IN THE UNITED STATES DISTRICT COURT FOR THE EASTERN DISTRICT OF CALIFORNIA
February 22, 2010
XAI XIONG, PETITIONER,
T. FELKER, WARDEN, RESPONDENT.
FINDINGS AND RECOMMENDATIONS
Petitioner is a state prisoner proceeding without counsel on a petition for a writ of habeas corpus. See 28 U.S.C. § 2254. The court previously ordered petitioner to show cause why this action should not be dismissed for his failure to exhaust the available state remedies. Dckt. No. 7. Petitioner has responded, Dckt. No. 9, and for the reasons explained below the court finds that this action must be dismissed without prejudice.
Petitioner challenges his June 25, 2001, conviction in Yuba County Superior Court of one count of attempted murder, two counts of discharging a firearm from a vehicle and one count of assault with a deadly weapon. Dckt. No. 1. He alleges three grounds for relief. Id., at 3-4. However, it appears that his petition for relief is barred. His petition alleges that he filed an appeal and that he filed a petition for a writ of habeas corpus, both in the trial court. Dckt. No. 7, at 3. He had not, however, sought any relief in the California Supreme Court. Thus, this court found that petitioner had not exhausted the available state remedies as to any of his claims asserted in this federal petition as required by 28 U.S.C. 2254(b)(1). Dckt. No. 7, at 3. This court's earlier order explained the applicable law and gave petitioner 20 days to demonstrate that he had complied with federal statute. Id., at 2-3.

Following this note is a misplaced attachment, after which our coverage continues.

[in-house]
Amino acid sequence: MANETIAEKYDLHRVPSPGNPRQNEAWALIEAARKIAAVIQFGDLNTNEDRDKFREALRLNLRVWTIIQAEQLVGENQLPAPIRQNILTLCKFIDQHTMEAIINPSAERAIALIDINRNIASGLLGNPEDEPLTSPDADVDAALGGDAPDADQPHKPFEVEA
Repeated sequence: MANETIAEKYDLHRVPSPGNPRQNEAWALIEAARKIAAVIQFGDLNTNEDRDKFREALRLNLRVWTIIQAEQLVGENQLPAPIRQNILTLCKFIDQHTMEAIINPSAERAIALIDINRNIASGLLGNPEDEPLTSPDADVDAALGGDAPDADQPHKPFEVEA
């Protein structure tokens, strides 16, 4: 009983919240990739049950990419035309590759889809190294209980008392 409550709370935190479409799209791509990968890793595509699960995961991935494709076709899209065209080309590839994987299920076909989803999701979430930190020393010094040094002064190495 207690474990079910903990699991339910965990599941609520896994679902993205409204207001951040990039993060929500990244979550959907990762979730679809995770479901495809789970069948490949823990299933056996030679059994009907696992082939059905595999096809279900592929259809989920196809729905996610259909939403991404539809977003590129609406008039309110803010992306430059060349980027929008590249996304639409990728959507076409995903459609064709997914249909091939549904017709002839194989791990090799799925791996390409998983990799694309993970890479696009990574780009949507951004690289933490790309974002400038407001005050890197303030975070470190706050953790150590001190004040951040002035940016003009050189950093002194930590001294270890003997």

Petitioner submitted with his response to this court's order to show cause a copy an order of Yuba County Superior Court denying him relief on two of the claims he presents in his federal petition. Dckt. No. 9. However, he has neither alleged that he pursued any of his claims to the California Supreme Court nor submitted documents to that effect. Thus, the court finds that petitioner failed to exhaust the available state remedies. See O'Sullivan v. Boerckel, 526 U.S. 838 (1999) (to exhaust, a federal habeas petitioner must present his claim to the state supreme court even if that court's review is discretionary). Accordingly, this action must be dismissed without prejudice. See 28 U.S.C. 2254(b)(1)(a) (federal court cannot grant habeas relief unless petitioner has exhausted the available state remedies); Picard v. Connor, 404 U.S. 270, 275 (1971) (once exhaustion requirement is satisfied, petition may seek habeas relief from the federal courts).
For the reasons stated above, it is hereby RECOMMENDED that this action be dismissed without prejudice for petitioner's failure to exhaust the available state remedies.
These findings and recommendations are submitted to the United States District Judge assigned to the case, pursuant to the provisions of 28 U.S.C. § 636(b)(l). Within twenty-one days after being served with these findings and recommendations, any party may file written objections with the court and serve a copy on all parties. Such a document should be captioned "Objections to Magistrate Judge's Findings and Recommendations." Failure to file objections within the specified time may waive the right to appeal the District Court's order. Turner v. Duncan, 158 F.3d 449, 455 (9th Cir. 1998); Martinez v. Ylst, 951 F.2d 1153 (9th Cir. 1991). In his objections petitioner may address whether a certificate of appealability should issue in the event he files an appeal of the judgment in this case. See Rule 11, Federal Rules Governing Section 2254 Cases (the district court must issue or deny a certificate of appealability when it enters a final order adverse to the applicant).
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